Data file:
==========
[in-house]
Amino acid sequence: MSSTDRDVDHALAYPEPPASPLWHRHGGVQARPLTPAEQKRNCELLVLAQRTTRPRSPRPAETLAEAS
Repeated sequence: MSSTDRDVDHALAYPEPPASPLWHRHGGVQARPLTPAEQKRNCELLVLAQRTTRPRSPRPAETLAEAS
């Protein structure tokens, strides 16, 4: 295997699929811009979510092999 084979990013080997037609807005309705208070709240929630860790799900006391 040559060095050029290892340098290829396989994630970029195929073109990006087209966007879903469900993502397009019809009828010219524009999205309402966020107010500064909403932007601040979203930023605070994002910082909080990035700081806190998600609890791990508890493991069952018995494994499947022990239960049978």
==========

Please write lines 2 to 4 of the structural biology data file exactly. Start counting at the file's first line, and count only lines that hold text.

Amino acid sequence: MSSTDRDVDHALAYPEPPASPLWHRHGGVQARPLTPAEQKRNCELLVLAQRTTRPRSPRPAETLAEAS
Repeated sequence: MSSTDRDVDHALAYPEPPASPLWHRHGGVQARPLTPAEQKRNCELLVLAQRTTRPRSPRPAETLAEAS
């Protein structure tokens, strides 16, 4: 295997699929811009979510092999 084979990013080997037609807005309705208070709240929630860790799900006391 040559060095050029290892340098290829396989994630970029195929073109990006087209966007879903469900993502397009019809009828010219524009999205309402966020107010500064909403932007601040979203930023605070994002910082909080990035700081806190998600609890791990508890493991069952018995494994499947022990239960049978």